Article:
With a moniker like Dead Child it comes as no surprise to find the Louisville ensemble are firmly of the metal persuasion. Containing former members of Slint, Zwan and the rather fantastically titled Phantom Family Halo, the quintet’s debut long-player Attack is plied with the sort of ferocious fret-scything that turns the weakened minds of impressionable teenage scamps into bubbling cauldrons of hate. It is, in every sense, the kind of music my mother warned me about and having had to endure 45 torturous minutes of blood-curdling, stab-yourself-in-the eye pish, man, am I glad she did.
From the moment the thrashing chunder of opener ‘Sweet Chariot’ throttles the airwaves, it’s clear this is going to be one hell of a journey, akin – I would imagine – to negotiating the burning pits of Hell in a clapped out Fiat Punto with Lewis Hamilton at the helm, only much, much less enjoyable. Absolutely relentless of pace, the wiry, grating guitar solos and pummelling drum-thumps revert back to those crass metallic throbs of the ‘80s that were not so much exhilarating as inescapable, pillaging nerve-ends to within an inch of numbness. Which is unfortunate, because a little anaesthetic would at least help make the proceeding numbers that bit more bearable.
Tied up in a noose of screeching, ear-puncturing wails and chugging riffs, tracks like ‘Never Be The Devil Your Head’ and ‘Screaming Skull’ are just as gruesome and unappetising as their titles suggest and as each romp surges headlong into another without gasping for air it becomes increasingly difficult to negotiate a position within this wretched labyrinth of a record. At least in the lyrics a smidge of comic relief can be found, particularly when vocalist David Pajo blurts, “Woah, sweet misery won’t you set me free, we’ve been down so long now it’s time to take it on”_ over the hideous ‘Battlesnake Chalice’, like a throwback to the days of all-conquering, make-up-caked rock demons Kiss .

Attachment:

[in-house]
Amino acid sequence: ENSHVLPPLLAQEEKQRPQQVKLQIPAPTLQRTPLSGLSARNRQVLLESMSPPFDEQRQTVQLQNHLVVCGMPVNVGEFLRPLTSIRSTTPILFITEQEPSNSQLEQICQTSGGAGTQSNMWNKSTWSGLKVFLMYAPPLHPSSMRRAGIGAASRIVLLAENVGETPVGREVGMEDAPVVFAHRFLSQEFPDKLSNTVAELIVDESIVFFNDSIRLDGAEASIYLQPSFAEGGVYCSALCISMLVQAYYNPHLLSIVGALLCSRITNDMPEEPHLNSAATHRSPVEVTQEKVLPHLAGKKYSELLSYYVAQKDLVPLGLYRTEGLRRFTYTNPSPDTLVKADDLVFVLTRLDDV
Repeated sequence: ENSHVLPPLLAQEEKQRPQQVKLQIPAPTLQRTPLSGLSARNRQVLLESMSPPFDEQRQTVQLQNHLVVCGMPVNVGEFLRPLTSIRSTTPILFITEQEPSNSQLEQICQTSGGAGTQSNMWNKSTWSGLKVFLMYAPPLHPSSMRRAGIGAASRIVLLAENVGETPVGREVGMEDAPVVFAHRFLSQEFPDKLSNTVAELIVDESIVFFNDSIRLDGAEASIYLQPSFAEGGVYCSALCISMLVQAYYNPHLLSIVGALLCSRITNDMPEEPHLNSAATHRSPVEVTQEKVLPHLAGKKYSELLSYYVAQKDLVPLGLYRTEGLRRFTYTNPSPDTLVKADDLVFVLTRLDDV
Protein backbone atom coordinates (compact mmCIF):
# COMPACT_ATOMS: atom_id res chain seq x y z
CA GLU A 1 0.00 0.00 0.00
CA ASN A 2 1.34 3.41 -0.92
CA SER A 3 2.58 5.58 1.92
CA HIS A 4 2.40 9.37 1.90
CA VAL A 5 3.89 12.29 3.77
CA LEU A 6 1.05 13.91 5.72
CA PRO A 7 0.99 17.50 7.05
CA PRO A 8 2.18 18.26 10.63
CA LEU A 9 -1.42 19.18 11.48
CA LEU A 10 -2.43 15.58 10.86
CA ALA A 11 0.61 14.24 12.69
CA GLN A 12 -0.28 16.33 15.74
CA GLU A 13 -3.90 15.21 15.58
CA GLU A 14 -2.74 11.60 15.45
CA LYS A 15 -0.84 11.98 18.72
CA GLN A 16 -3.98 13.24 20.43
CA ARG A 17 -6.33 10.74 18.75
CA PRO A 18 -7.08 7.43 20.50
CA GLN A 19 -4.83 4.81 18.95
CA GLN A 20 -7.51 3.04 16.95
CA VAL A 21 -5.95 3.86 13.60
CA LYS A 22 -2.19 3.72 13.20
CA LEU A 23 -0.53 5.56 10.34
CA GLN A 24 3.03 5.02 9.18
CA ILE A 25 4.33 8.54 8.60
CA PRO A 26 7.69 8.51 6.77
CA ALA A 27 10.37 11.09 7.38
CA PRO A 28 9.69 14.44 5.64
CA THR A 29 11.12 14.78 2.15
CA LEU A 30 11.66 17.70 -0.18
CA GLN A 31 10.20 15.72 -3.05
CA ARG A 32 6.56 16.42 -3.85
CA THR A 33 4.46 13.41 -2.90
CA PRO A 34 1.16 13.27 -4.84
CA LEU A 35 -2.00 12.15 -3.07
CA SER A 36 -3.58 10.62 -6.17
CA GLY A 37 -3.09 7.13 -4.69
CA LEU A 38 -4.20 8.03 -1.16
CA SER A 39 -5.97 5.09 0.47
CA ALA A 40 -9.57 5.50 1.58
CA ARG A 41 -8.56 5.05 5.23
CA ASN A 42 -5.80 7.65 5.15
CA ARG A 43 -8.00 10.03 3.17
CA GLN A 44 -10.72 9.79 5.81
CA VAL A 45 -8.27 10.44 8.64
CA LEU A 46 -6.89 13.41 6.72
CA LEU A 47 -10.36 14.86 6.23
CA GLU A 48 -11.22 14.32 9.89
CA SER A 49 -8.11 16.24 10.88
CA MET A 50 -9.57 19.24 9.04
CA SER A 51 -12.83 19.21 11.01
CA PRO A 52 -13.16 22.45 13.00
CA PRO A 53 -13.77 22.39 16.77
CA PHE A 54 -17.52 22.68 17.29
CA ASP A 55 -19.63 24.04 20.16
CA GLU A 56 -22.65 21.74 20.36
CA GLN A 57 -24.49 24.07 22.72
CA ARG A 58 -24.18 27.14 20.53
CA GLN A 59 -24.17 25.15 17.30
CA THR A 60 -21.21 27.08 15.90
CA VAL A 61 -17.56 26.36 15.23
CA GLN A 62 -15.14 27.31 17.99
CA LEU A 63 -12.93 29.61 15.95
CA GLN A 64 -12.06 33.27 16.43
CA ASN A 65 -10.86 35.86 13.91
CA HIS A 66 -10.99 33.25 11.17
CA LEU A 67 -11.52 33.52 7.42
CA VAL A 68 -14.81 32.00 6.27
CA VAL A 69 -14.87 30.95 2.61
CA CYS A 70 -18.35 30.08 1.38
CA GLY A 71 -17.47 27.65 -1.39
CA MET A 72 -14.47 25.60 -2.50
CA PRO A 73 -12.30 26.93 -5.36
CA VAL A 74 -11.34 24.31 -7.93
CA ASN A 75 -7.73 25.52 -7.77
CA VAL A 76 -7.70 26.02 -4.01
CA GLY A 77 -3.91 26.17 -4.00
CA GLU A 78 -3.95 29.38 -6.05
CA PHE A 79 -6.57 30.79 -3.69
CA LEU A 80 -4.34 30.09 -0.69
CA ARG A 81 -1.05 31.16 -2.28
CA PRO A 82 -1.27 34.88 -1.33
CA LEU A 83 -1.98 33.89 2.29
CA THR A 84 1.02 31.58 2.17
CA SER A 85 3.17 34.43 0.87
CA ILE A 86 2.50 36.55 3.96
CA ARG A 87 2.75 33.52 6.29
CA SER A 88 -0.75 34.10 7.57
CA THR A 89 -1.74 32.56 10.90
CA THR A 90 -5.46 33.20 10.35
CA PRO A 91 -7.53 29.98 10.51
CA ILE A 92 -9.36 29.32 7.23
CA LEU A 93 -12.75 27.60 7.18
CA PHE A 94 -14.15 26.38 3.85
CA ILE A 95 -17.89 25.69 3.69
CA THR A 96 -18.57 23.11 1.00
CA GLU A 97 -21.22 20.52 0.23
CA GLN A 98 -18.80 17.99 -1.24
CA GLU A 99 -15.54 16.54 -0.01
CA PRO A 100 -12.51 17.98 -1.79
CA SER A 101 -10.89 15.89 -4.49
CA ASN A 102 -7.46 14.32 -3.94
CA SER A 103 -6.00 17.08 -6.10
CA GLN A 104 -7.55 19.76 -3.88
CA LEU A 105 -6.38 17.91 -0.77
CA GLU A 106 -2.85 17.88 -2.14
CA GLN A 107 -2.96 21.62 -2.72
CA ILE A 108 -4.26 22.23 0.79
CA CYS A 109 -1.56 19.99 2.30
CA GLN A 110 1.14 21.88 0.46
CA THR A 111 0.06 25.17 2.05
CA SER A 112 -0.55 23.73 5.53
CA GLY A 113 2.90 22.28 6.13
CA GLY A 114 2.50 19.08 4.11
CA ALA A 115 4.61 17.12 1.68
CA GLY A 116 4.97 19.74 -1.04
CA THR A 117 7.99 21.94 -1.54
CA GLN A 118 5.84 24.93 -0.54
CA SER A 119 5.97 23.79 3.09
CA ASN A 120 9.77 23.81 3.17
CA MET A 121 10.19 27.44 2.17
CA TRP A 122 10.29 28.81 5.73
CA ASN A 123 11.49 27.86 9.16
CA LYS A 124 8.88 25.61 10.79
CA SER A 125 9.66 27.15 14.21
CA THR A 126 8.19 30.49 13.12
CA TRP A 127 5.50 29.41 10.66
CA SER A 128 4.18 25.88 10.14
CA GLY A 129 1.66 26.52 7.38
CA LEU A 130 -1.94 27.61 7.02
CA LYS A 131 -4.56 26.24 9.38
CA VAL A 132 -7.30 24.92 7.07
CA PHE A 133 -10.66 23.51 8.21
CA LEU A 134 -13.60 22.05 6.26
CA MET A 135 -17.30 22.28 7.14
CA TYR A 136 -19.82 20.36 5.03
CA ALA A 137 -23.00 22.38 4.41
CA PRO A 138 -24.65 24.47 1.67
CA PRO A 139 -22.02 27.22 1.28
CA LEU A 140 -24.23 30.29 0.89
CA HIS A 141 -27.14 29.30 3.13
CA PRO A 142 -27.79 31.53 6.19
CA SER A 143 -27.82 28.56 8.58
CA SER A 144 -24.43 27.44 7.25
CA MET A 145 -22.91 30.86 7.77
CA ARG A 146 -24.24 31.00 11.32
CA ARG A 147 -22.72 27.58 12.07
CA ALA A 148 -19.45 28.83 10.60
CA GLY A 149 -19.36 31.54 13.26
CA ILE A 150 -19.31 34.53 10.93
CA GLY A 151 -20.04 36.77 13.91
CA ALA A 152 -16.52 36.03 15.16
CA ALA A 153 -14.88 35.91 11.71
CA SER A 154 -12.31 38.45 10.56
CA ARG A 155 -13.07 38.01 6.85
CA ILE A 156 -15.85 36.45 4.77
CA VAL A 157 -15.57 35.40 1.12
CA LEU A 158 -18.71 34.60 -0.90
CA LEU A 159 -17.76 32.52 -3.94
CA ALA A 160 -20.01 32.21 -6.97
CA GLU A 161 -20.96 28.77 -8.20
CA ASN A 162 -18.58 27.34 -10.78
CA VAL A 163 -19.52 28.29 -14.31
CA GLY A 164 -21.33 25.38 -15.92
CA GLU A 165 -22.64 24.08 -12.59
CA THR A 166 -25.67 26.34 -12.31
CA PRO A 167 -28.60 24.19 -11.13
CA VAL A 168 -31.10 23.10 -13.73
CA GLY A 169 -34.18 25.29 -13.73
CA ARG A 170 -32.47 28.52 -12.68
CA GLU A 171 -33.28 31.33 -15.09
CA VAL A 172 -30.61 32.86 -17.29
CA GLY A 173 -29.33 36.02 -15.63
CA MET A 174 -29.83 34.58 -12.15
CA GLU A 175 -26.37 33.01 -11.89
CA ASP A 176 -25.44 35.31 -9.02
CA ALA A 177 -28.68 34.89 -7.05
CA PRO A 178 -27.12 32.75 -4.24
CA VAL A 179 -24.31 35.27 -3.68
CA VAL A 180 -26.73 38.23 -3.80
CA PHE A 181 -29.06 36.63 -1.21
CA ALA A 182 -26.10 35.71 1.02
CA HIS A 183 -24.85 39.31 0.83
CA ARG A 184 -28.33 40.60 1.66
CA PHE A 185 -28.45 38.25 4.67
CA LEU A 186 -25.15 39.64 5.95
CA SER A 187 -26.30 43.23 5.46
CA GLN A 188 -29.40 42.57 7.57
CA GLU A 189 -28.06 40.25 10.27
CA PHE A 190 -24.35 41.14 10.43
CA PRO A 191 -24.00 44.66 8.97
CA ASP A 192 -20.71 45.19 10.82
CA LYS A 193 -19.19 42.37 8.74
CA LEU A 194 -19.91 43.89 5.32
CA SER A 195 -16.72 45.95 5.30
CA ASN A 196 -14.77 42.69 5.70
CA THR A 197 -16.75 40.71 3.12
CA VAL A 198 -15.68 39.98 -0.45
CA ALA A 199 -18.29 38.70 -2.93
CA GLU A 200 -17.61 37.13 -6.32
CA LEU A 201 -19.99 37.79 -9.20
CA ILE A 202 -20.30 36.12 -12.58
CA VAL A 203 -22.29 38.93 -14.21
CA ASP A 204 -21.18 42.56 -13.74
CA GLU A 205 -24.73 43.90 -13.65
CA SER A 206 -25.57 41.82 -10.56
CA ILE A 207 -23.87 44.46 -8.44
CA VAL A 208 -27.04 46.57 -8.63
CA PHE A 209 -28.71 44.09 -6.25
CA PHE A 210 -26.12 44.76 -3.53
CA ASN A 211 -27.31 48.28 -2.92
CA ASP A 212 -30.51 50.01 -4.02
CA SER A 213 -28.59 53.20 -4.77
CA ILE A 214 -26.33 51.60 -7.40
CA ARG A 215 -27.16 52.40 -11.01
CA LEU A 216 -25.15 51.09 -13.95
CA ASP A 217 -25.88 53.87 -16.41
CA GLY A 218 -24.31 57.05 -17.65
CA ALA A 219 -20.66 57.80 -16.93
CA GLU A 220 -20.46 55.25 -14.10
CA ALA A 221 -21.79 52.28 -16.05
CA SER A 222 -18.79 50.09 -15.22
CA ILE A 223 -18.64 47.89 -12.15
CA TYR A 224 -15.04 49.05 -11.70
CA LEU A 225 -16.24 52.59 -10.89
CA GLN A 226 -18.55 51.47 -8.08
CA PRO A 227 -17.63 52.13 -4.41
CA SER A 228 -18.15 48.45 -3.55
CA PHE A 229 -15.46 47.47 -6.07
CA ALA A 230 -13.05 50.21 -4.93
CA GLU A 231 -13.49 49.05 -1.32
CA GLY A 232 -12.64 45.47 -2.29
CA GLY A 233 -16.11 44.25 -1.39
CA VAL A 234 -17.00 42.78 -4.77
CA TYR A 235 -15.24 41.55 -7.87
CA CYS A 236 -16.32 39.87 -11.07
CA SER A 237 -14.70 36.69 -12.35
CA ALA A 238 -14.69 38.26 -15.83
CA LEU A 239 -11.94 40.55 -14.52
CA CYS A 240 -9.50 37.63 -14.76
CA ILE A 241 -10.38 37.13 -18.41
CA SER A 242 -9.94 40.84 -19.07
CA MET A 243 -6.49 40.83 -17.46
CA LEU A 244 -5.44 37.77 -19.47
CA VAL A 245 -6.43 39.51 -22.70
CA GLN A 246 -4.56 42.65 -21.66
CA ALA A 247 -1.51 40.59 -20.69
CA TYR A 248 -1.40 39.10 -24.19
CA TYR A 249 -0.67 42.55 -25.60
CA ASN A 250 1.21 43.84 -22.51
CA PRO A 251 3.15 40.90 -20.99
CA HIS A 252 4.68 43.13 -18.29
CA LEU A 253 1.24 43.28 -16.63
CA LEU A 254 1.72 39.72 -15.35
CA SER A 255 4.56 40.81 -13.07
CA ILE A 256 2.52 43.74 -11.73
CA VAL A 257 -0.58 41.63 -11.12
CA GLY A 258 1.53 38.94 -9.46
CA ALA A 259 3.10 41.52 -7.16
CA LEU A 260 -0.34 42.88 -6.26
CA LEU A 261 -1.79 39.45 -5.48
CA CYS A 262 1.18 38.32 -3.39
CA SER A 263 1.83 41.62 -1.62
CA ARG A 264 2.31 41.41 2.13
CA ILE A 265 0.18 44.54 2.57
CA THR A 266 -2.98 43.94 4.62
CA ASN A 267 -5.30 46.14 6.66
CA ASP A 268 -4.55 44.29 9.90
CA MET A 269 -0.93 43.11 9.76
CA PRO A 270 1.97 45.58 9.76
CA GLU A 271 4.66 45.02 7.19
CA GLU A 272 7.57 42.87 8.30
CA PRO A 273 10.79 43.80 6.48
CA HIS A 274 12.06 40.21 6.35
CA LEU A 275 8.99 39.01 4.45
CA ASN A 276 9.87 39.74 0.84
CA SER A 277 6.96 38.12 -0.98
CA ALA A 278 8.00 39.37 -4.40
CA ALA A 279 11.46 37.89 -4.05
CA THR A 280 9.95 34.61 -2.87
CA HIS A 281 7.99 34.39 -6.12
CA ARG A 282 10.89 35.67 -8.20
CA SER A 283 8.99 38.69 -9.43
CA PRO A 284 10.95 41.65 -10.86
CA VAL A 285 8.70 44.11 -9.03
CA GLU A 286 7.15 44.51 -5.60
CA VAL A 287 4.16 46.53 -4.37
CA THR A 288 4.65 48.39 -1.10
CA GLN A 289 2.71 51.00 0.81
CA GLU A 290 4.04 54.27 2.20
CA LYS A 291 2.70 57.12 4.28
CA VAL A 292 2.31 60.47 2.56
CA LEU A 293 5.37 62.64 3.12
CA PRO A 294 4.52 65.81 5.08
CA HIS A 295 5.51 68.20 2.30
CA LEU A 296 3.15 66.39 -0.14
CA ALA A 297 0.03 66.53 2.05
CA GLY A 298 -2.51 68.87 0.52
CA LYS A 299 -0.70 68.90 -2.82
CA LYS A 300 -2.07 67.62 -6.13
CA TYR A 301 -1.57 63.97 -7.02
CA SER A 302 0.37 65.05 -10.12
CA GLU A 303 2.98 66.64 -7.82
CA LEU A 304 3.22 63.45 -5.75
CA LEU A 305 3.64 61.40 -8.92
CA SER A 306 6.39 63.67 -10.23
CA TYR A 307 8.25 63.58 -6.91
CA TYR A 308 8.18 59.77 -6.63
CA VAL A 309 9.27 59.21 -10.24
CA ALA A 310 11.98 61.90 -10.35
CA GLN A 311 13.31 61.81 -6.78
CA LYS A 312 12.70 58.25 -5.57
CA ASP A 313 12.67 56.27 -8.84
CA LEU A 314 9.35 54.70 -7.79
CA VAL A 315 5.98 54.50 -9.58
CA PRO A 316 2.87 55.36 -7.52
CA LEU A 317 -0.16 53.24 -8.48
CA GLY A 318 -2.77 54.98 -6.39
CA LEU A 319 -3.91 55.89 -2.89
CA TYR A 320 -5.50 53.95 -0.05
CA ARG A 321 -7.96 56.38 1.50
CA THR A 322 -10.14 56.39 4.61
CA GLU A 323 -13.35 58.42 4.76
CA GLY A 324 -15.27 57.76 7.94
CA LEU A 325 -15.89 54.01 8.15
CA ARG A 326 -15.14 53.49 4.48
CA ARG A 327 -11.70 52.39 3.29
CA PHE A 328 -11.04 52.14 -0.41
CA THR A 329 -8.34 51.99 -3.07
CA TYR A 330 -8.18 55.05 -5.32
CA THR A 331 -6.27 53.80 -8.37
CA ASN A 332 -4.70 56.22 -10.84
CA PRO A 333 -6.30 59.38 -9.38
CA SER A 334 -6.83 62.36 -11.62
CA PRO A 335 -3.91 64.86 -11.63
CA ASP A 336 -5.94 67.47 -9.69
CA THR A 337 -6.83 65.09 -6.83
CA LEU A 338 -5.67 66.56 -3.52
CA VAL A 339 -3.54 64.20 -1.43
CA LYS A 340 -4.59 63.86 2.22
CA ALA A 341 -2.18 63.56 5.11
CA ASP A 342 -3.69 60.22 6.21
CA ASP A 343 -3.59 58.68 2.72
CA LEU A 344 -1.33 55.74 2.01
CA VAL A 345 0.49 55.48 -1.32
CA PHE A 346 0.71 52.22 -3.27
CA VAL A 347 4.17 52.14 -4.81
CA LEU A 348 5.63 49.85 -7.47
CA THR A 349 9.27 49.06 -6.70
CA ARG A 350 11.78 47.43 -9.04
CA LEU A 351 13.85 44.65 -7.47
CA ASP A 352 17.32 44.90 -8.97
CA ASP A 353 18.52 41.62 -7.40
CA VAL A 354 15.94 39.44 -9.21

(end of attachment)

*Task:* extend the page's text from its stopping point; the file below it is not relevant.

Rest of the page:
A modicum of actual sonic intrigue is finally found within the stuttered axe-blasting and militant beat of the cacophonous ‘Wasp Riot’ but album closer ‘Black Halo Rider’’s leather trouser-wearing pastiche negates any degree of pleasure excerpted from this excruciating waste of plastic. As the fudging hurly-burly of over-dramatic guitars finally fizzles out, a sudden urge to pick up the blower and call the old dear sets in. But it's not because I require a comforting paternal voice after Dead Child's rampant assault of metal. Nope, it’s to let her know just how right she was.
2Billy Hamilton's Score